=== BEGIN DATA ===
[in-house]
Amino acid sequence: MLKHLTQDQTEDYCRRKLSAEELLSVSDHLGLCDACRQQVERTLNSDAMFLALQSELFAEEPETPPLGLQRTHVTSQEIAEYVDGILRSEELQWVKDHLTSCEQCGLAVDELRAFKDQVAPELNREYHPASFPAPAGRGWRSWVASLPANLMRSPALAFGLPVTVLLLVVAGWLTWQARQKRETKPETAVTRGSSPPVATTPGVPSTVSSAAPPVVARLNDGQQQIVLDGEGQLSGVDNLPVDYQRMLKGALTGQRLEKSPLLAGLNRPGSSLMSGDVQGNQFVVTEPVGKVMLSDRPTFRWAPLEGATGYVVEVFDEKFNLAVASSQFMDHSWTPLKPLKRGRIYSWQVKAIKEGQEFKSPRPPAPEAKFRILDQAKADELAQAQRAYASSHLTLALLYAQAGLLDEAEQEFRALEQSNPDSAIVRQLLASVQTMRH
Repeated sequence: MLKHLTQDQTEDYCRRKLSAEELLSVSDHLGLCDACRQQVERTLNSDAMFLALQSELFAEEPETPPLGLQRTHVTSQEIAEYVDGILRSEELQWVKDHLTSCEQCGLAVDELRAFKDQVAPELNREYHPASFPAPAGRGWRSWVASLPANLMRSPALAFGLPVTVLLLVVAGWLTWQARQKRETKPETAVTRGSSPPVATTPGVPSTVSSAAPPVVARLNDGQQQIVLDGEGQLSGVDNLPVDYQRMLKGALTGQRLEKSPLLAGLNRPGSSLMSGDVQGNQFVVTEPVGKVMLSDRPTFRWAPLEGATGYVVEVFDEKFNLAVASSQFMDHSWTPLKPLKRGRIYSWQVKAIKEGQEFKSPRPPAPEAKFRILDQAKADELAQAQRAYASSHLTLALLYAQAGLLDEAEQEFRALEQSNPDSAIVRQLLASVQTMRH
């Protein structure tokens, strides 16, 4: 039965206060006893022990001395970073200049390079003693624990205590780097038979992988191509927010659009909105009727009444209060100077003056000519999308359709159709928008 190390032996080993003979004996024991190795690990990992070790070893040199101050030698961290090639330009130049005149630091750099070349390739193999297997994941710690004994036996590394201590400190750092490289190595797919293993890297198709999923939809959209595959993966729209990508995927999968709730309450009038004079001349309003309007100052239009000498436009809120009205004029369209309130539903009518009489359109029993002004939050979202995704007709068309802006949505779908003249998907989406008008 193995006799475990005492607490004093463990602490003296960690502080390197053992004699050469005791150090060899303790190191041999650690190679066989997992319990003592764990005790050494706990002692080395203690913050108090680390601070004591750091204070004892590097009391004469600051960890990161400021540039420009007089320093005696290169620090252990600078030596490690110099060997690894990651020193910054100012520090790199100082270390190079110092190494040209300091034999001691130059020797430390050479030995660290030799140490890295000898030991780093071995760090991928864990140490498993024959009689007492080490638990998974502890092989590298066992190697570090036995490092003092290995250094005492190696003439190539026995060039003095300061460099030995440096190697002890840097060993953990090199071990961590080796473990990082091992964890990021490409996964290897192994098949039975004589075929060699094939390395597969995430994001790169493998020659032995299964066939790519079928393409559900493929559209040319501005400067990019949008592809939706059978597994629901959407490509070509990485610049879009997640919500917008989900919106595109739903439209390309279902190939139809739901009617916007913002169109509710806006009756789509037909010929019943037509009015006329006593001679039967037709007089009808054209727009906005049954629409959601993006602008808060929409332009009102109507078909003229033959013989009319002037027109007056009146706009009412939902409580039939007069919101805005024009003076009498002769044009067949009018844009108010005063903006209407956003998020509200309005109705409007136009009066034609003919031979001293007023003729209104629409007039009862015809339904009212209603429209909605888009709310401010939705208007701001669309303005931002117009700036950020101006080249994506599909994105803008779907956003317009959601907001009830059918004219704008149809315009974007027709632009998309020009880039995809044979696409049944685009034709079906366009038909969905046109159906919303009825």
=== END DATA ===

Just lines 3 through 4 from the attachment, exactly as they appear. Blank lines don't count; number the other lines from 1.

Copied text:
Repeated sequence: MLKHLTQDQTEDYCRRKLSAEELLSVSDHLGLCDACRQQVERTLNSDAMFLALQSELFAEEPETPPLGLQRTHVTSQEIAEYVDGILRSEELQWVKDHLTSCEQCGLAVDELRAFKDQVAPELNREYHPASFPAPAGRGWRSWVASLPANLMRSPALAFGLPVTVLLLVVAGWLTWQARQKRETKPETAVTRGSSPPVATTPGVPSTVSSAAPPVVARLNDGQQQIVLDGEGQLSGVDNLPVDYQRMLKGALTGQRLEKSPLLAGLNRPGSSLMSGDVQGNQFVVTEPVGKVMLSDRPTFRWAPLEGATGYVVEVFDEKFNLAVASSQFMDHSWTPLKPLKRGRIYSWQVKAIKEGQEFKSPRPPAPEAKFRILDQAKADELAQAQRAYASSHLTLALLYAQAGLLDEAEQEFRALEQSNPDSAIVRQLLASVQTMRH
């Protein structure tokens, strides 16, 4: 039965206060006893022990001395970073200049390079003693624990205590780097038979992988191509927010659009909105009727009444209060100077003056000519999308359709159709928008 190390032996080993003979004996024991190795690990990992070790070893040199101050030698961290090639330009130049005149630091750099070349390739193999297997994941710690004994036996590394201590400190750092490289190595797919293993890297198709999923939809959209595959993966729209990508995927999968709730309450009038004079001349309003309007100052239009000498436009809120009205004029369209309130539903009518009489359109029993002004939050979202995704007709068309802006949505779908003249998907989406008008 193995006799475990005492607490004093463990602490003296960690502080390197053992004699050469005791150090060899303790190191041999650690190679066989997992319990003592764990005790050494706990002692080395203690913050108090680390601070004591750091204070004892590097009391004469600051960890990161400021540039420009007089320093005696290169620090252990600078030596490690110099060997690894990651020193910054100012520090790199100082270390190079110092190494040209300091034999001691130059020797430390050479030995660290030799140490890295000898030991780093071995760090991928864990140490498993024959009689007492080490638990998974502890092989590298066992190697570090036995490092003092290995250094005492190696003439190539026995060039003095300061460099030995440096190697002890840097060993953990090199071990961590080796473990990082091992964890990021490409996964290897192994098949039975004589075929060699094939390395597969995430994001790169493998020659032995299964066939790519079928393409559900493929559209040319501005400067990019949008592809939706059978597994629901959407490509070509990485610049879009997640919500917008989900919106595109739903439209390309279902190939139809739901009617916007913002169109509710806006009756789509037909010929019943037509009015006329006593001679039967037709007089009808054209727009906005049954629409959601993006602008808060929409332009009102109507078909003229033959013989009319002037027109007056009146706009009412939902409580039939007069919101805005024009003076009498002769044009067949009018844009108010005063903006209407956003998020509200309005109705409007136009009066034609003919031979001293007023003729209104629409007039009862015809339904009212209603429209909605888009709310401010939705208007701001669309303005931002117009700036950020101006080249994506599909994105803008779907956003317009959601907001009830059918004219704008149809315009974007027709632009998309020009880039995809044979696409049944685009034709079906366009038909969905046109159906919303009825």